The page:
I’ll go out on a limb and say that swim training is a very underrated aspect of a lot of athletes programs and that most swim techniques we are taught are a waste of time.

Swimming is underrated due to the fact that since the swim is the shortest part of the day by a country mile that many think it really doesn’t matter.

But matter it does and in a very big way.

And I believe most swimming drills are a complete waste of time because they focus on developing a stroke that is really only good for swimming in a perfectly controlled environment that is the swim pool. Plus most of us just don’t have the time required to undo and relearn specific motor patterns and then be able to hold those motor patterns through increasing intensity. Check out this website for inground fibreglass pools in many shapes, sizes and colours.

I’ll admit, I’m definitely not the prettiest swimmer there is and I muscle my way through the water. But the thing I have learnt though is to be as effective as possible in the open water and that swim fitness matters.

Understanding the little financial concept “compounding effect” will help you out in your triathlon training and racing. See just like putting money away consistently yields a nice compounding effect, the same happens in triathlon. Fatigue compounds throughout the day. A little too much fatigue early in the day can become so much later on that puts you on a ‘death march’ to the finish and your performance suffers greatly.

So the fatigue you create from the swim will affect both your bike and especially your run. The longer you can delay the onset of fatigue the faster you’re going to go.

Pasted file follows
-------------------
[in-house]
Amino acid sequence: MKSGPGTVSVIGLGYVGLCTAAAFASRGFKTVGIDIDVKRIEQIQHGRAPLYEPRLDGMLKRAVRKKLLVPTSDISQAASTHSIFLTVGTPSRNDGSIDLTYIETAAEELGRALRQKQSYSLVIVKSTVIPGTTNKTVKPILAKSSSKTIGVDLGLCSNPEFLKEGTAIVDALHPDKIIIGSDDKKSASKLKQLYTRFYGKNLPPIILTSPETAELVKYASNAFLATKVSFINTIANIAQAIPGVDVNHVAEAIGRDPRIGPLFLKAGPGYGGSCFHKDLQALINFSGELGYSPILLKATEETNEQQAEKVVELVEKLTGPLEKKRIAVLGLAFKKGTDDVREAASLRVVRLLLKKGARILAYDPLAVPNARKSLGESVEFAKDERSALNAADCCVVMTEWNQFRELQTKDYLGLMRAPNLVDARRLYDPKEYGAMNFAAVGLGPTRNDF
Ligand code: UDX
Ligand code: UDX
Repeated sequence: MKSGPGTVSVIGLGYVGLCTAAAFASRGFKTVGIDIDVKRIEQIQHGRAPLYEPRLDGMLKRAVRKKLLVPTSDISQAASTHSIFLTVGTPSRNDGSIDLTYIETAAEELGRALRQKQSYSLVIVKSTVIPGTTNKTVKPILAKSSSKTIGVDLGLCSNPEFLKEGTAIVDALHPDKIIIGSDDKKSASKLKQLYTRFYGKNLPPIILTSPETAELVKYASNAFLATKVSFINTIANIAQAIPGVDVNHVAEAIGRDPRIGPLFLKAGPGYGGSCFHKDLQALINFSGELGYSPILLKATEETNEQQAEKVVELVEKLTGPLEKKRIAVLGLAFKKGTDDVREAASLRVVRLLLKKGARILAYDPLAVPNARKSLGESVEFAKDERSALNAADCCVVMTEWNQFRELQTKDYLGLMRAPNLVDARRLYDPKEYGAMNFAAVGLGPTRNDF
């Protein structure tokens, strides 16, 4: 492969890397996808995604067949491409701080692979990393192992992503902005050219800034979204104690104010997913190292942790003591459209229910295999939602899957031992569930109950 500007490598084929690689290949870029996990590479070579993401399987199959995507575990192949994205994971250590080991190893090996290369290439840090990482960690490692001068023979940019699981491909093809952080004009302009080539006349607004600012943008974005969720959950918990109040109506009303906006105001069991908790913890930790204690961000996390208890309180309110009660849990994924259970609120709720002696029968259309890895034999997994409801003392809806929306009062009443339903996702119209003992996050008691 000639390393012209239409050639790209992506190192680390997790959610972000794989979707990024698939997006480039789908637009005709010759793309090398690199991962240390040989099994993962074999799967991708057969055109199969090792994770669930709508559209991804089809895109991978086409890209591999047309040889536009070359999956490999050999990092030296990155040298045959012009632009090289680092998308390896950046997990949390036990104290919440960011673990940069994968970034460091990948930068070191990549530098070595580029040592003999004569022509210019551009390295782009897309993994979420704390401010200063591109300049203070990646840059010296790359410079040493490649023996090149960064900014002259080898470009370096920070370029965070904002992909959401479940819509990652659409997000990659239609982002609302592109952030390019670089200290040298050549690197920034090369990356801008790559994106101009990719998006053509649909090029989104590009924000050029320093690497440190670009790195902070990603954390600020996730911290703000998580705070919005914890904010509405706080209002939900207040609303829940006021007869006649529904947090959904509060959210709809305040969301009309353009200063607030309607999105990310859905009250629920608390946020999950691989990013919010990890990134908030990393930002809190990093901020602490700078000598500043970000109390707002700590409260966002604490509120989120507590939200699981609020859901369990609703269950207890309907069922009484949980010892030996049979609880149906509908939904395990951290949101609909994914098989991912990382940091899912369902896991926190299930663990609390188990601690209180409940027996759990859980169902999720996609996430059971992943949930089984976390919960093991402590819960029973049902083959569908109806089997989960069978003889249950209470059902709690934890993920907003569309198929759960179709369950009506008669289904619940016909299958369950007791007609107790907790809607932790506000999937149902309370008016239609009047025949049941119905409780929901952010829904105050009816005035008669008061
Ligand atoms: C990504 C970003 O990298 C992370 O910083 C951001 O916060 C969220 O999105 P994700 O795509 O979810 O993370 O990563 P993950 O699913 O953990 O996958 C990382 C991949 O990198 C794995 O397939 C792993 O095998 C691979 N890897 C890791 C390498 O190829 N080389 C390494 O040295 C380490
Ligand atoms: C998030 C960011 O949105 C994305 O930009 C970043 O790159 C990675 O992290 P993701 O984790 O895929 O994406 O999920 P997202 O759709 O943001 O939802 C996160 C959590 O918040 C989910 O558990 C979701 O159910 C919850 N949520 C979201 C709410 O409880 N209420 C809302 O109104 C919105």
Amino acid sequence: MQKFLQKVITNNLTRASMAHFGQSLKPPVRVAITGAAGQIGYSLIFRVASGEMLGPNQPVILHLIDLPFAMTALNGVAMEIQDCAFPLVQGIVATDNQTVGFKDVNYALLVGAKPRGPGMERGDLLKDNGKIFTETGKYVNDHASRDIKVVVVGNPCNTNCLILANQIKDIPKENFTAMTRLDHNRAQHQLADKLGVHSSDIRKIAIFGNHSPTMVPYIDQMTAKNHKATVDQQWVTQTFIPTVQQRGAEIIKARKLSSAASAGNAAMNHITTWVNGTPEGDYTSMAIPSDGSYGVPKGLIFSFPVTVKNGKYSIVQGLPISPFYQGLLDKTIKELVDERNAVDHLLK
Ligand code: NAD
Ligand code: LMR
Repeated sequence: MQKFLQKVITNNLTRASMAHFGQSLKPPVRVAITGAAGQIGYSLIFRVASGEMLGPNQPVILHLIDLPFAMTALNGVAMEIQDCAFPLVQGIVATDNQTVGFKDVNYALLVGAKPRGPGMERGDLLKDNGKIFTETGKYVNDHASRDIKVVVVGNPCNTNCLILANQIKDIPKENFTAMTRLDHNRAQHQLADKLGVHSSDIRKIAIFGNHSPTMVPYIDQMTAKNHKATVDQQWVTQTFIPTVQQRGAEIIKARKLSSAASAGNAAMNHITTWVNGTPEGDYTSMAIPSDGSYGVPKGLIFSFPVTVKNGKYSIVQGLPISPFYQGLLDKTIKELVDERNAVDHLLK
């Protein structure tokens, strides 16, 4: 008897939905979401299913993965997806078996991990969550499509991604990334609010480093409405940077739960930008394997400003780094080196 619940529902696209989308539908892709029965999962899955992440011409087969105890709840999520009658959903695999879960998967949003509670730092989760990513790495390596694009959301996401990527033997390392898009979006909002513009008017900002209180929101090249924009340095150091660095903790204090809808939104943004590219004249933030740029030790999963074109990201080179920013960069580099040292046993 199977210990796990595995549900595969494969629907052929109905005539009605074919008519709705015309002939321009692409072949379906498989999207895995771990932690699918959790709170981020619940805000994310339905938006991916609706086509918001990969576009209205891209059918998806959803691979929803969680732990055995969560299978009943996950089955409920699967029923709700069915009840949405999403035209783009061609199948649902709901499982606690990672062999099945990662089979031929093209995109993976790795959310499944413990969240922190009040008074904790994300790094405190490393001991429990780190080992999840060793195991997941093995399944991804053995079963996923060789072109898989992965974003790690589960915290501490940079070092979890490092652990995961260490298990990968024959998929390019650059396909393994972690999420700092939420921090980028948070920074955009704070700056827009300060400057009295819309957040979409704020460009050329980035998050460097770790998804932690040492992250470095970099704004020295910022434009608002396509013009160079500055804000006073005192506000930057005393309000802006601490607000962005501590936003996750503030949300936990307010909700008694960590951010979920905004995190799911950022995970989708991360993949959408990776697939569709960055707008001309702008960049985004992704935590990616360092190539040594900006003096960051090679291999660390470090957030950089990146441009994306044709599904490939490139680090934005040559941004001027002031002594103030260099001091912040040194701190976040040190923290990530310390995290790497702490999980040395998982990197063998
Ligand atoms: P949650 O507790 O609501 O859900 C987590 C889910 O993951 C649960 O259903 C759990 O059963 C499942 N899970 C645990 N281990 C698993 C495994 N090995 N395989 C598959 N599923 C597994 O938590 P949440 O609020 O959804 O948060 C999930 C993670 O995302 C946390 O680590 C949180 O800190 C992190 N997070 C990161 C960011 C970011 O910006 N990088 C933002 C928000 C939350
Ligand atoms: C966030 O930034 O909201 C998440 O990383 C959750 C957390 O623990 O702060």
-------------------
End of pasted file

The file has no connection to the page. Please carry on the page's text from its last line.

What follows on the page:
Training your swim matters. But how you train it matters even more. Training for a triathlon swim is not the same as training for a swim race in a perfectly controlled environment of a single lane to yourself with a black line to follow.

Most athletes go to a swim squad. Usually for social reasons, less boring and that someone can watch over their stroke and help make technical improvements. You’ll be given drill after drill to ‘perfect’ your high elbow and develop a nice long glide that you see the top swimmers do and then somehow add power and speed to that without it all falling apart at the seams.

Even if you do become proficient with the nice long glide and have developed the ability to add speed and power to it. What happens to that stoke when thrown in the mass start chaos that is a triathlon race start? Swimming in the pool without interference is completely different to dealing with swell, chop, currents, fists and flailing arms.

That nice beautifully placed hand entry and long glide goes to pieces. The stroke stalls and you end up using a lot more energy due to the constant acceleration and deceleration of your arms. And if you haven’t put the time into developing your swim fitness, there is no engine to help you deal with this. You end up getting out of the water gapping at air like a fish out of water.

As I said above. My swim aint pretty… But it has so far been effective to get me up at the top end of my age group over all. My best Ironman swim time isn’t super quick at 54:30 and my half best is better at 25:13 (I’ll get to how I achieved that later).

What I focused on and still focus on was getting both strong and fit in the water. Below I want to give you some ideas on how to develop an effective triathlon swim stroke that won’t break down in the open water mass start triathlon swim chaos.

I recommend swimming frequently and especially so if you’re a weak swimmer. Swim skills are lost quickly and swimming frequently preserves these hard won skills. Three swims per week will maintain what you have got but four to five lower volume swims will give you the frequency to not only develop great swim fitness but better open water swimming skills.

If swimming is a limiter of yours, placing your swim first thing in the morning before another session will give you better quality as you’re fresher. However that is perfect in theory but may not work with your life circumstances or pool time availability. Just putting it out there… so you know.